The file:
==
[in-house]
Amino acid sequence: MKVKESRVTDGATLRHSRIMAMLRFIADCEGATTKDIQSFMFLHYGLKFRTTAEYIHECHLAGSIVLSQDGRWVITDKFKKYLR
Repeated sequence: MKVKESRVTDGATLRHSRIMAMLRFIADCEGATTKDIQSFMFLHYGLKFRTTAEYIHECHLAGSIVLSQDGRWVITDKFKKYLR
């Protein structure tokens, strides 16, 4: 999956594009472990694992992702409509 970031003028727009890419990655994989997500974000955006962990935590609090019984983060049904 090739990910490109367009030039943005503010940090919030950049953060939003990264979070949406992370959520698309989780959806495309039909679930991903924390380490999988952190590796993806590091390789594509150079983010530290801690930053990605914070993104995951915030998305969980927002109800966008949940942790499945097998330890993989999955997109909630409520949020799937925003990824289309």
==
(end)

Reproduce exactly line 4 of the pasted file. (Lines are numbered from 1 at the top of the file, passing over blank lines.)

């Protein structure tokens, strides 16, 4: 999956594009472990694992992702409509 970031003028727009890419990655994989997500974000955006962990935590609090019984983060049904 090739990910490109367009030039943005503010940090919030950049953060939003990264979070949406992370959520698309989780959806495309039909679930991903924390380490999988952190590796993806590091390789594509150079983010530290801690930053990605914070993104995951915030998305969980927002109800966008949940942790499945097998330890993989999955997109909630409520949020799937925003990824289309």